5 Video Tutorials Of Small To Killer Eclipse Shortcuts

eclipse I believe that when you spend a significant percentage of your time on a specific software, it is an obligation to become “mouse-less” using it. Few years ago when I started to use the powerful eclipse shortcuts, I observed that my productivity was dramatically improving. You’ll be able to find a lot of posts promoting some lists of “Top 10 eclipse shortcuts” (I like this one). I believe that small video tutorials can show more easily (rather than a bunch of screenshots) the power that some shortcuts can unleash.

So here 5 small video tutorials of shortcuts ranging from small ones to killer ones, all of them together making my day on eclipse much more easier and productive. The first two are small ones but still nice and useful. The remaining ones are more advanced and really have impact since you can potentially use them every couple of line of codes.

  1. Ctrl + Alt + Arrow (up or down): duplicating lines.
  2. Impact on productivity: low to medium


  3. Alt + Arrow (up or down): moving lines
  4. Impact on productivity: low to medium


  5. Ctrl +1: How To Directly or Indirectly Use The Power Of Quick Fixes.
  6. Impact on productivity: huge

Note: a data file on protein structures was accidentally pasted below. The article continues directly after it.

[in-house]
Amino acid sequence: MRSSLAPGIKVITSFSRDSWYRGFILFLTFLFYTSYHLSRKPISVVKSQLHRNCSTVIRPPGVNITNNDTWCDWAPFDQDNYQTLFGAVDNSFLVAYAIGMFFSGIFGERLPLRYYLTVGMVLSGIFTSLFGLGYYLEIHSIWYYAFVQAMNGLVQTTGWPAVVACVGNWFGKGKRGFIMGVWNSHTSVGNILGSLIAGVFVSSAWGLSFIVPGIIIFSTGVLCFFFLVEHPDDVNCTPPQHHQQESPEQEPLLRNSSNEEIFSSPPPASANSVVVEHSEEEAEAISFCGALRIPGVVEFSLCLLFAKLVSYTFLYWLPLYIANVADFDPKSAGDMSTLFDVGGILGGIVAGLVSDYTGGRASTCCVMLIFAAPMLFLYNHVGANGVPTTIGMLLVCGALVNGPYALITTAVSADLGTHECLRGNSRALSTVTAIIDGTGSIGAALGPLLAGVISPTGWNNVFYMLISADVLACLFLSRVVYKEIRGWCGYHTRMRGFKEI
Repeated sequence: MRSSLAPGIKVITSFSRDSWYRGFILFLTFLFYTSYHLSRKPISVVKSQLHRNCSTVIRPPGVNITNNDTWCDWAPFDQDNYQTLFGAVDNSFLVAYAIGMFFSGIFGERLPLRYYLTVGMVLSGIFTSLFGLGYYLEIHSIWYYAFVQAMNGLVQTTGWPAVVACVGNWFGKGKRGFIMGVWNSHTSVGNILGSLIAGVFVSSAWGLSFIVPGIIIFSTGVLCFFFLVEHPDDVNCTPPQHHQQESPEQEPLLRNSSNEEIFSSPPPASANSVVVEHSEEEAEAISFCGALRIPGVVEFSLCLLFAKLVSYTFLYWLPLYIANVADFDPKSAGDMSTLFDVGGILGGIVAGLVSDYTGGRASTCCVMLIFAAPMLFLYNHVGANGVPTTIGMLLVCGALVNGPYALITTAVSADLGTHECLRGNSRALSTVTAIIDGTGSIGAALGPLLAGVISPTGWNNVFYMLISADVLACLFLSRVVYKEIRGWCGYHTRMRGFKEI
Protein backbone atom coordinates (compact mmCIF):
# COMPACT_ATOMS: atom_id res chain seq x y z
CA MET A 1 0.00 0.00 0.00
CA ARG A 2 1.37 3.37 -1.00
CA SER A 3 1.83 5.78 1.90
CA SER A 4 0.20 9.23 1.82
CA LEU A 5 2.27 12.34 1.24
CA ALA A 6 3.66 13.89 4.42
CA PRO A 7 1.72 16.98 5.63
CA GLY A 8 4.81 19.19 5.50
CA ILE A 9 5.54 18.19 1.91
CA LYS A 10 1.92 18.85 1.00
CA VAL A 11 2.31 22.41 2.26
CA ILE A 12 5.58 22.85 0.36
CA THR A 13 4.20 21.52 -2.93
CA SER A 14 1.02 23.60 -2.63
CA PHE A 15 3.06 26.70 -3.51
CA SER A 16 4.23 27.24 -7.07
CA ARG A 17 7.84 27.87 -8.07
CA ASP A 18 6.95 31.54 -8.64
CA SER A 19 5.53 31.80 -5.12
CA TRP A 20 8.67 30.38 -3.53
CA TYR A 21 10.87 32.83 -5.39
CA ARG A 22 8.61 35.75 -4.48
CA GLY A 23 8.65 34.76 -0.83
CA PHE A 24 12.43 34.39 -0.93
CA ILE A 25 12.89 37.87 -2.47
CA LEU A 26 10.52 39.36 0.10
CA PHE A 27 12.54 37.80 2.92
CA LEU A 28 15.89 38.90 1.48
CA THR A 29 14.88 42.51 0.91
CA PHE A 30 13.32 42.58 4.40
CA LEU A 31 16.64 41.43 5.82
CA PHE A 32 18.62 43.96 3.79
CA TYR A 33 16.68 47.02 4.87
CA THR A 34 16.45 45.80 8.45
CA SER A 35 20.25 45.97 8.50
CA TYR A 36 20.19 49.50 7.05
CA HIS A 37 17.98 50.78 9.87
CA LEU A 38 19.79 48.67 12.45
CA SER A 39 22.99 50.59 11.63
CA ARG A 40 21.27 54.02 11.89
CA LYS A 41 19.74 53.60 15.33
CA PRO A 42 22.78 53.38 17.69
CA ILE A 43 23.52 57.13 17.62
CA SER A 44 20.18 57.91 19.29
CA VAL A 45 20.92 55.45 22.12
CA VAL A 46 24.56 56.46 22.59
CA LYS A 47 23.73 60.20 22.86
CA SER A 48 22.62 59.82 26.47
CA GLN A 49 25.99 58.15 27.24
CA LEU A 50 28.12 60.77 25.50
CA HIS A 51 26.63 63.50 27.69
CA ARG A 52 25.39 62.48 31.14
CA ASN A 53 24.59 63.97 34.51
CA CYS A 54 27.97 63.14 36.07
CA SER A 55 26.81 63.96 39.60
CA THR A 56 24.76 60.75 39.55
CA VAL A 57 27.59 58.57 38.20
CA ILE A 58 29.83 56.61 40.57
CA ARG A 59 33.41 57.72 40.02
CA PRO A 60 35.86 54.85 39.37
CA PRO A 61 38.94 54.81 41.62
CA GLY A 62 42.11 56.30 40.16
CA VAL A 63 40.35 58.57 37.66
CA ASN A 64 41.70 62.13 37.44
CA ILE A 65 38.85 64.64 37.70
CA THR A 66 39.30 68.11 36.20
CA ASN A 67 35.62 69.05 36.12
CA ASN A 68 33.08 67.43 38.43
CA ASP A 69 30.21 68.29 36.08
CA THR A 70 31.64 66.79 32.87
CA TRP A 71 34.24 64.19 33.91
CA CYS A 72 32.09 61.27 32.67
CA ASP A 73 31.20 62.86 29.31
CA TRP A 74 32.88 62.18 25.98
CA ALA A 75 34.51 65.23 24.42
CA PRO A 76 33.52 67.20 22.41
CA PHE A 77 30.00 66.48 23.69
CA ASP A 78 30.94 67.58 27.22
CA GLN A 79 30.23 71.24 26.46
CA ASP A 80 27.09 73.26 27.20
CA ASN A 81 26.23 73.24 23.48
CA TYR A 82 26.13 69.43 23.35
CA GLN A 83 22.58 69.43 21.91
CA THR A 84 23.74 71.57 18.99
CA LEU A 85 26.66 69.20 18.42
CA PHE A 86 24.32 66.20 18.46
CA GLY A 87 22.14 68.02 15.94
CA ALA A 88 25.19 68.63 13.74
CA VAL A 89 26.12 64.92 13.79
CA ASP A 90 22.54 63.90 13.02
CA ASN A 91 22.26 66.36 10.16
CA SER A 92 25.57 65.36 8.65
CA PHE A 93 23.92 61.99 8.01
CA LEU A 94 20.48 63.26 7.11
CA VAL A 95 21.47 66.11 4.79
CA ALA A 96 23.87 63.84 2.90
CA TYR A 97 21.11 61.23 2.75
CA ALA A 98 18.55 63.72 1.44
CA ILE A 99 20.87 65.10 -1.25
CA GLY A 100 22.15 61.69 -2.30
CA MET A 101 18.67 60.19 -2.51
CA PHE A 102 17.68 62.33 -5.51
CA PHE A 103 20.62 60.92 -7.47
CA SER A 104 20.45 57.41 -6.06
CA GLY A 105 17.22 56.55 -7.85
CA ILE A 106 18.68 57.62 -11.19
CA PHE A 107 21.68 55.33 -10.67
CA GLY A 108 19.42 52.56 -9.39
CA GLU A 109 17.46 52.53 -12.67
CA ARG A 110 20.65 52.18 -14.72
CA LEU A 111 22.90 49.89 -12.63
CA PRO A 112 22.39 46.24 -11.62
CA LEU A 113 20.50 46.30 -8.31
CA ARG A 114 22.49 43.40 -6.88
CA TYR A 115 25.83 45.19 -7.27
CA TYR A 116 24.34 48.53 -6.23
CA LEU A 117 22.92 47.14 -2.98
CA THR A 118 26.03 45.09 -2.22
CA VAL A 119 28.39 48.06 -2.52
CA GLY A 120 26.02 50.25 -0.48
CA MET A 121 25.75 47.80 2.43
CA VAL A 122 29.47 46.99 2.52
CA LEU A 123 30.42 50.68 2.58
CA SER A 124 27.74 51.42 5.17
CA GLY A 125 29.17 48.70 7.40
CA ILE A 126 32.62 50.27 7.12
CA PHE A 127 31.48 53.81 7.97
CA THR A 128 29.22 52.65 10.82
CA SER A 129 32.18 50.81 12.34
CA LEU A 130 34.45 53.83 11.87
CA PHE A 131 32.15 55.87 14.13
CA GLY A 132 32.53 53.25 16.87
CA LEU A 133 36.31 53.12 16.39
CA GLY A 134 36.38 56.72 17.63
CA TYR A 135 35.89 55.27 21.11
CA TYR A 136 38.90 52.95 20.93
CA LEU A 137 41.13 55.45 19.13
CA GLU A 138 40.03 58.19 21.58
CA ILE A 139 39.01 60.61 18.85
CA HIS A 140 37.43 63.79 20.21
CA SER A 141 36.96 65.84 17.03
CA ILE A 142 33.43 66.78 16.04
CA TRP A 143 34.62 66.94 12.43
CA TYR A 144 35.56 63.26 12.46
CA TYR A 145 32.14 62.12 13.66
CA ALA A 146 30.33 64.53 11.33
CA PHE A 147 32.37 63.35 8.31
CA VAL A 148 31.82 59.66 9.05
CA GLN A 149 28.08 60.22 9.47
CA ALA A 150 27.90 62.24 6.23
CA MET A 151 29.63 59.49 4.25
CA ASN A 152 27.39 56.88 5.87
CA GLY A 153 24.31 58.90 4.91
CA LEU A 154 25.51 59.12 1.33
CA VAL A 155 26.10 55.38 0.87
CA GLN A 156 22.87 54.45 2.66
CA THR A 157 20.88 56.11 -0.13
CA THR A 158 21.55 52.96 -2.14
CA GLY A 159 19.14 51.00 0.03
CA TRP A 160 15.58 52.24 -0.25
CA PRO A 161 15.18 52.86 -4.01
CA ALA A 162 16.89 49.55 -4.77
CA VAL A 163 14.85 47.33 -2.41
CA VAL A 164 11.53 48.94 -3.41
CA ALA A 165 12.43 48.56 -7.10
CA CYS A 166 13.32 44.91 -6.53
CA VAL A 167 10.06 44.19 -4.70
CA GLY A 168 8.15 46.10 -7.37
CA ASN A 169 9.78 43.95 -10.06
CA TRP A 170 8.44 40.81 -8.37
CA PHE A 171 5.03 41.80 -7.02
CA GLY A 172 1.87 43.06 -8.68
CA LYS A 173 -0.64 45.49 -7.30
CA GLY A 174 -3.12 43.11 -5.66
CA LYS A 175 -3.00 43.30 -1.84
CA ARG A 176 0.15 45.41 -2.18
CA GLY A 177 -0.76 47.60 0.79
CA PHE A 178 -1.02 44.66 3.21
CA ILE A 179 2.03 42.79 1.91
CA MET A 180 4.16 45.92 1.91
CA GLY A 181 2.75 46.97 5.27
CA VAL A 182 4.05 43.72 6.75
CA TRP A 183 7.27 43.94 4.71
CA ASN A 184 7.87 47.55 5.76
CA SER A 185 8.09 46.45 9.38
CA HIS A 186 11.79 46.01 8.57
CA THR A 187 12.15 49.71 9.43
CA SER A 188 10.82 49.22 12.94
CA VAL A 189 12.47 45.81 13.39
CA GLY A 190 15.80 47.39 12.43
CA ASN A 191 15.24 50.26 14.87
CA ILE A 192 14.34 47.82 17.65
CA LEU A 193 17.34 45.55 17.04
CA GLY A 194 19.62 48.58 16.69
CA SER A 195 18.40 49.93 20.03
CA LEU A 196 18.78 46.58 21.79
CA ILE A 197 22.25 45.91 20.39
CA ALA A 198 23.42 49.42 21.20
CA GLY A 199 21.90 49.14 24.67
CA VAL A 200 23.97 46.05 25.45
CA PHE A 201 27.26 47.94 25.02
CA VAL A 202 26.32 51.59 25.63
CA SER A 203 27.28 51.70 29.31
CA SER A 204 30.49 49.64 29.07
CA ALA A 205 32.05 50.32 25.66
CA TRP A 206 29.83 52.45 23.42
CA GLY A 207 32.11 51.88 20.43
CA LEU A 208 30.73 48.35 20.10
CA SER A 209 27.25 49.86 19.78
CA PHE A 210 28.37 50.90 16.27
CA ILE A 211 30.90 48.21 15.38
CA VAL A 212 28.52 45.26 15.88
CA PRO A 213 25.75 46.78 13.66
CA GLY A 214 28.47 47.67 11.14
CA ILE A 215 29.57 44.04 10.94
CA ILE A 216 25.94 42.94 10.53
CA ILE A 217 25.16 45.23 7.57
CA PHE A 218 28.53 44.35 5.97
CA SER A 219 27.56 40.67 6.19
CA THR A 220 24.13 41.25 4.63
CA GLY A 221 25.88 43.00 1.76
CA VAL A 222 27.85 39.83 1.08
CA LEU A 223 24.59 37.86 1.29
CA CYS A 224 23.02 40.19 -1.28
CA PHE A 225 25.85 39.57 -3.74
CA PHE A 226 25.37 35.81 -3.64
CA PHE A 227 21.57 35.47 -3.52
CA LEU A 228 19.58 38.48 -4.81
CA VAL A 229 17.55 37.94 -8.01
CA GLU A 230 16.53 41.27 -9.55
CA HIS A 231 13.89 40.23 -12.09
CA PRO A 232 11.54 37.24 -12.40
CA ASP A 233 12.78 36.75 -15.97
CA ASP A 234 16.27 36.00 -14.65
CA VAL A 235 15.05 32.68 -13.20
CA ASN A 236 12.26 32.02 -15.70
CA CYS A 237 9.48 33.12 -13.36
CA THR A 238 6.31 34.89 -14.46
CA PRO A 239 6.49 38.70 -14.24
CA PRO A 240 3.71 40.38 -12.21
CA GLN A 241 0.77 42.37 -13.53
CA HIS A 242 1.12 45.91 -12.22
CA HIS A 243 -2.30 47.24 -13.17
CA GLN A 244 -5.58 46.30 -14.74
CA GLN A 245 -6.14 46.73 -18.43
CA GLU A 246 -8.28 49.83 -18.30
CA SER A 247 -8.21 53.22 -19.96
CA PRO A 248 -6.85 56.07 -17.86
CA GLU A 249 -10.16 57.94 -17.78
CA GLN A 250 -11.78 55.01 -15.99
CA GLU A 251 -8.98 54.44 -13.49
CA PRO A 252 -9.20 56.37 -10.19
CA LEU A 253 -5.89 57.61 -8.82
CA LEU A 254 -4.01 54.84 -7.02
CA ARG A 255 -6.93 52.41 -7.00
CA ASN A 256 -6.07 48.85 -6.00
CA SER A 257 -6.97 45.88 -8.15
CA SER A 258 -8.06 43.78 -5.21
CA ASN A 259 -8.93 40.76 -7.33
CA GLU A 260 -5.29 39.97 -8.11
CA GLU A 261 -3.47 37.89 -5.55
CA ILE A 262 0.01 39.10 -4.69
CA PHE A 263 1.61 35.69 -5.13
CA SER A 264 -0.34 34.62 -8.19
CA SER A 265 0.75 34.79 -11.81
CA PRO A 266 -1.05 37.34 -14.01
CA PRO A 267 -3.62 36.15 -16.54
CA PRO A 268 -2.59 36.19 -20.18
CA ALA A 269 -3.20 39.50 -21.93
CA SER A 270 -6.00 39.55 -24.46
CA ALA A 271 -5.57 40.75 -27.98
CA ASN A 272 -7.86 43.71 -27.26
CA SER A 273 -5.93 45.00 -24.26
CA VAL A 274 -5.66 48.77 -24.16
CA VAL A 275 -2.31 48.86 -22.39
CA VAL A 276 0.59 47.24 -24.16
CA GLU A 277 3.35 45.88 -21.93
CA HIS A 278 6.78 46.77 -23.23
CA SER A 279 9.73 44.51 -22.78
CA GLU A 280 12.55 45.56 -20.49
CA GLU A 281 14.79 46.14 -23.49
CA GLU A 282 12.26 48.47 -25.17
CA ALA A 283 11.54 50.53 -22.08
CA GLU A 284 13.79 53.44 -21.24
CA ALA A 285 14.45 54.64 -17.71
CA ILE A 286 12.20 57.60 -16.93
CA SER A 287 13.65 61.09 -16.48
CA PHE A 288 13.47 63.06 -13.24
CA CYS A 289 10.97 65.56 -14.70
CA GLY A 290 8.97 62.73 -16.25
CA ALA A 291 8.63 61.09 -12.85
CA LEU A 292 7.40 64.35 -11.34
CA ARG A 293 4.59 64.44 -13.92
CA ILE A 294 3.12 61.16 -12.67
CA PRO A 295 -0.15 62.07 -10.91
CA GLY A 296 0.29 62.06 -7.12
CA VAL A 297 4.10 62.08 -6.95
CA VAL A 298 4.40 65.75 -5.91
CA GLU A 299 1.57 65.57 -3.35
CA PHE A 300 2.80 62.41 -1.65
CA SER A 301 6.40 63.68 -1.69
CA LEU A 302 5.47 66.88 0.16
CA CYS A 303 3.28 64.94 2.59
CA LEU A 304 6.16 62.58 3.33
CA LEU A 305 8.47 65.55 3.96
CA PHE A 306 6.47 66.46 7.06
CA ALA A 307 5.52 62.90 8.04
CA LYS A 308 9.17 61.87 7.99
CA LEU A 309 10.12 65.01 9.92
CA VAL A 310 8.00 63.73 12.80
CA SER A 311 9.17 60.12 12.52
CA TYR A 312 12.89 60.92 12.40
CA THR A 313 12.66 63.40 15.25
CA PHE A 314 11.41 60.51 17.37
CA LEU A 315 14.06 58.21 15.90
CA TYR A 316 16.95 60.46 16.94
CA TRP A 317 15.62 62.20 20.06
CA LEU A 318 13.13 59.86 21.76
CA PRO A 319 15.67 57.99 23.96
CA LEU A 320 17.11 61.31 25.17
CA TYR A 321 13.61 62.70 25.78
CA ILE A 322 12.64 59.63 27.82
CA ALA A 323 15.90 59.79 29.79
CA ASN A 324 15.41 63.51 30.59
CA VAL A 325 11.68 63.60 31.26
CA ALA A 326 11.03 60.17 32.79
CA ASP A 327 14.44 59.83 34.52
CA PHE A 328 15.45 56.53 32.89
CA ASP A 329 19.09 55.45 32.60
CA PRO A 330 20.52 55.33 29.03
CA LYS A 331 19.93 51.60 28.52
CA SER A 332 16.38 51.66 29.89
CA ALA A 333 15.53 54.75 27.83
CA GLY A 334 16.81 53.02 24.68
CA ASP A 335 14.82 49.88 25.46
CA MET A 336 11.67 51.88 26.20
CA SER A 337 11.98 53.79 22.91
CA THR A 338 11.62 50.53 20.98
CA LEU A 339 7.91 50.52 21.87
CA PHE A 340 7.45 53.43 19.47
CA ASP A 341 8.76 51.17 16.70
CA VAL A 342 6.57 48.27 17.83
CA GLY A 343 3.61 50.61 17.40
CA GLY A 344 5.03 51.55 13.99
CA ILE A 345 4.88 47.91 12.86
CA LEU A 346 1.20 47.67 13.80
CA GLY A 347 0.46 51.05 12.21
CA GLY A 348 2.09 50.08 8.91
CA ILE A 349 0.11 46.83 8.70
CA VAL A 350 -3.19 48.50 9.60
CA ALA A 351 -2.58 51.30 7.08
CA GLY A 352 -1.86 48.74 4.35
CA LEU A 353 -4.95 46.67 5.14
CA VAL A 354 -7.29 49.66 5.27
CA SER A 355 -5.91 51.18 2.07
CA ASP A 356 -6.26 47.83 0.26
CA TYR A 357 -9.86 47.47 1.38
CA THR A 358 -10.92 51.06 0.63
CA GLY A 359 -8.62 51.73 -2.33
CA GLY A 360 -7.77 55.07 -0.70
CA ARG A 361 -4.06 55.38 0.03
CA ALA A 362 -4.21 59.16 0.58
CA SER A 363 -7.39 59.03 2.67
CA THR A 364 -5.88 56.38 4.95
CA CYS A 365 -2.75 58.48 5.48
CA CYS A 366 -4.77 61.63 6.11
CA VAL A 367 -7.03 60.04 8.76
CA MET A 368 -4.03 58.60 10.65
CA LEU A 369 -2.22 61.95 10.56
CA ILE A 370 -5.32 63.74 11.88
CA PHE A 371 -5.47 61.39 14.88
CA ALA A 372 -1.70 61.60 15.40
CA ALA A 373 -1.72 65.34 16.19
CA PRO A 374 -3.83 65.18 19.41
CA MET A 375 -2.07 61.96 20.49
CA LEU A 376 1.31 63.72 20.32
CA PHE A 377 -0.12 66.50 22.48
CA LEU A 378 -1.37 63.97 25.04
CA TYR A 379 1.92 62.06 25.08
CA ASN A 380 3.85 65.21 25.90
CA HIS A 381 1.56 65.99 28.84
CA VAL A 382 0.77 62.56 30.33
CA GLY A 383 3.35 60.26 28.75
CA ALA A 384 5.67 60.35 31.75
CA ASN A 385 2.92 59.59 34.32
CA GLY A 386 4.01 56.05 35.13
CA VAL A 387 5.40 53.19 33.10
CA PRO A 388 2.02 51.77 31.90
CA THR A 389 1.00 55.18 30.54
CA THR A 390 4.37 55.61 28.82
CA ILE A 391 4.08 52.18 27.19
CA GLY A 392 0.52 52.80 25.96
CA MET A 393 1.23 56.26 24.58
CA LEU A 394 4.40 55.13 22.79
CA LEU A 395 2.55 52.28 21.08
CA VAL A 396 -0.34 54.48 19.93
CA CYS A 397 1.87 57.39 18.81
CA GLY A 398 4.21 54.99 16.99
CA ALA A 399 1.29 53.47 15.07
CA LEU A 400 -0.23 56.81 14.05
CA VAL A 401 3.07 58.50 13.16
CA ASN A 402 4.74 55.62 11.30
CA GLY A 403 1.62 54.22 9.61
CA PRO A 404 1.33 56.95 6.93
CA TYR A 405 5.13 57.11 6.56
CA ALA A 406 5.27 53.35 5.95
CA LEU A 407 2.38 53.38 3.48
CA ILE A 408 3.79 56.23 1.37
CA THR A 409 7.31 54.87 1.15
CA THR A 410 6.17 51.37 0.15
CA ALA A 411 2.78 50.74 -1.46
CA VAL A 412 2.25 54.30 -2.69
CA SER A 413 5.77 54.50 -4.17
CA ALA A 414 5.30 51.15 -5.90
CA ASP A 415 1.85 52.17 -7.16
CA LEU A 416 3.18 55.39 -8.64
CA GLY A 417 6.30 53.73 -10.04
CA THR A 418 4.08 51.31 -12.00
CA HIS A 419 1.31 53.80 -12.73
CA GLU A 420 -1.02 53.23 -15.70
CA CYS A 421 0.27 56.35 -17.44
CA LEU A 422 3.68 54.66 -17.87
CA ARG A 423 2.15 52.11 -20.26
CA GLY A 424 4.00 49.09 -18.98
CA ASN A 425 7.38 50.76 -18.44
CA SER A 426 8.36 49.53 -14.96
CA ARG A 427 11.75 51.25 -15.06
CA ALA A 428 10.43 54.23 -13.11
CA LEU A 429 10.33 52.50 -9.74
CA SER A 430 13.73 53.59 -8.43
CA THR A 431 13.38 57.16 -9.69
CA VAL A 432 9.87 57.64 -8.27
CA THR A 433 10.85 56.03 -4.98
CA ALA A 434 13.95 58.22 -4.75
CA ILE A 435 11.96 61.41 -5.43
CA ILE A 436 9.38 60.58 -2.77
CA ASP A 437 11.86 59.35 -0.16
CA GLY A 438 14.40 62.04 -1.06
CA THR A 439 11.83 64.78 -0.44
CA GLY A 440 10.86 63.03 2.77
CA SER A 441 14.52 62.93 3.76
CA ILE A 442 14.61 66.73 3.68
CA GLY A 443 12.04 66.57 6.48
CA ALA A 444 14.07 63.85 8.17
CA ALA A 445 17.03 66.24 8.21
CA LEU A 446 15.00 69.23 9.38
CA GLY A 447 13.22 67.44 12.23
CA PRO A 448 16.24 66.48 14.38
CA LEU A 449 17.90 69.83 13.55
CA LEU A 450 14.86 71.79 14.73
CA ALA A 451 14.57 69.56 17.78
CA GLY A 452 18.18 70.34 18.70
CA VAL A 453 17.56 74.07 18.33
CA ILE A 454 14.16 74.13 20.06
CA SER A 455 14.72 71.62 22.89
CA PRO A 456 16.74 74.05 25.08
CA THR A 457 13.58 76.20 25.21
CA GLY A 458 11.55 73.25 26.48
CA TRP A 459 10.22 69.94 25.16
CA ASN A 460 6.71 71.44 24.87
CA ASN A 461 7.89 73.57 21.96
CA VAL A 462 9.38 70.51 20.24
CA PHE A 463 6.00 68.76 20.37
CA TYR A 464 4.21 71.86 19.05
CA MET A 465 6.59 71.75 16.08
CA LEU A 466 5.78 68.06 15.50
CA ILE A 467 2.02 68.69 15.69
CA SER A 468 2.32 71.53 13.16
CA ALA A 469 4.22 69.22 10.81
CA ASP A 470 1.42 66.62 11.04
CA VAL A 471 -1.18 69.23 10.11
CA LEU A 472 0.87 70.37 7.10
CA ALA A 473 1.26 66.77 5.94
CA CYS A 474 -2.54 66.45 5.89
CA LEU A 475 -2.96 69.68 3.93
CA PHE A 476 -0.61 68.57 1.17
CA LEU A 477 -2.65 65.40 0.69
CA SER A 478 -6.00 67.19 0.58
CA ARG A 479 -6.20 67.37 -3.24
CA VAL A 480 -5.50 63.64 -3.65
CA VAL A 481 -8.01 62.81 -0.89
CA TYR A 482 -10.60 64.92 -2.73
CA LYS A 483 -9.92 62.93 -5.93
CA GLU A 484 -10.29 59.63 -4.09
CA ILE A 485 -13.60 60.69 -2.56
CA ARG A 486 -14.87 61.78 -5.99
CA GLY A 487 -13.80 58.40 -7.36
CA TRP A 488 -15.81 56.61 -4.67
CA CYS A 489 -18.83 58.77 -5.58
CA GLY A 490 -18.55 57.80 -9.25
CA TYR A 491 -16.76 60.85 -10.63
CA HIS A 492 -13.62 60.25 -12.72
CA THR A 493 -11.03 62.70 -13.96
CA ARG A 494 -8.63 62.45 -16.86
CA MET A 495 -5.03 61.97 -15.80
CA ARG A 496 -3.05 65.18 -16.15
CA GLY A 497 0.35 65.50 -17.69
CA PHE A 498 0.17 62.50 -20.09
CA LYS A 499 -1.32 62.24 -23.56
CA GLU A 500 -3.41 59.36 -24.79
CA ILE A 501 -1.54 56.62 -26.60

7. Alt + Shift + L: Extract Local Variables
  8. Impact on productivity: medium


  9. Ctrl + Space: Beyond Auto Completion, The Template Assistant (+ customization)
  10. Impact on productivity: high if heavily customized


    Except those, I highly recommend to heavily use those five ones (for which I think a video is less useful):

    • Ctrl + Shift + R (open resources)
    • Ctrl + O (quick outline). Pressing Ctrl + O again will show inherited members.
    • Ctrl + E (quick switch editor). Very handy to navigate between files.
    • Alt + Shift + R (rename variable). A very powerful one since it resolves all the possible dependencies on the renamed variable (works also on filenames).
    • Ctrl + T (quick type hierarchy).

    Become as much mouse-less as possible in Eclipse. Don’t try to start using them all in one day, try to integrate one per day, even week. You’ll end up much more productive anyway.

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